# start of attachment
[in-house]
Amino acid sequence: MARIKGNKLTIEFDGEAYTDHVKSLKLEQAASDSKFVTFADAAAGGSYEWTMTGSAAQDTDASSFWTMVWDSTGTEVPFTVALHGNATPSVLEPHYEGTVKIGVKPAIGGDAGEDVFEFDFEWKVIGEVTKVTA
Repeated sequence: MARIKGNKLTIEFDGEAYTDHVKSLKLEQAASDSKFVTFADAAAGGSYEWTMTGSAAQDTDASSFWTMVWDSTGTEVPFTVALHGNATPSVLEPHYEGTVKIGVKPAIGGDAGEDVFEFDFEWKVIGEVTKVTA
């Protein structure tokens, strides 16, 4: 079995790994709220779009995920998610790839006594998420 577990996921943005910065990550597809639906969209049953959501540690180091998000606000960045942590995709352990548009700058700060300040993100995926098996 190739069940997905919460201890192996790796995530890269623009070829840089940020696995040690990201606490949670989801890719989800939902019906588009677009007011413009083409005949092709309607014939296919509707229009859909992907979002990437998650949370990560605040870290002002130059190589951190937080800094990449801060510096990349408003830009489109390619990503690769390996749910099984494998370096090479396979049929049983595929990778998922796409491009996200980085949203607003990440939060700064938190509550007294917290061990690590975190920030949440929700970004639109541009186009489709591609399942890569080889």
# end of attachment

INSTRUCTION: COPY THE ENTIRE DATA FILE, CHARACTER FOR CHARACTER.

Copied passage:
[in-house]
Amino acid sequence: MARIKGNKLTIEFDGEAYTDHVKSLKLEQAASDSKFVTFADAAAGGSYEWTMTGSAAQDTDASSFWTMVWDSTGTEVPFTVALHGNATPSVLEPHYEGTVKIGVKPAIGGDAGEDVFEFDFEWKVIGEVTKVTA
Repeated sequence: MARIKGNKLTIEFDGEAYTDHVKSLKLEQAASDSKFVTFADAAAGGSYEWTMTGSAAQDTDASSFWTMVWDSTGTEVPFTVALHGNATPSVLEPHYEGTVKIGVKPAIGGDAGEDVFEFDFEWKVIGEVTKVTA
């Protein structure tokens, strides 16, 4: 079995790994709220779009995920998610790839006594998420 577990996921943005910065990550597809639906969209049953959501540690180091998000606000960045942590995709352990548009700058700060300040993100995926098996 190739069940997905919460201890192996790796995530890269623009070829840089940020696995040690990201606490949670989801890719989800939902019906588009677009007011413009083409005949092709309607014939296919509707229009859909992907979002990437998650949370990560605040870290002002130059190589951190937080800094990449801060510096990349408003830009489109390619990503690769390996749910099984494998370096090479396979049929049983595929990778998922796409491009996200980085949203607003990440939060700064938190509550007294917290061990690590975190920030949440929700970004639109541009186009489709591609399942890569080889």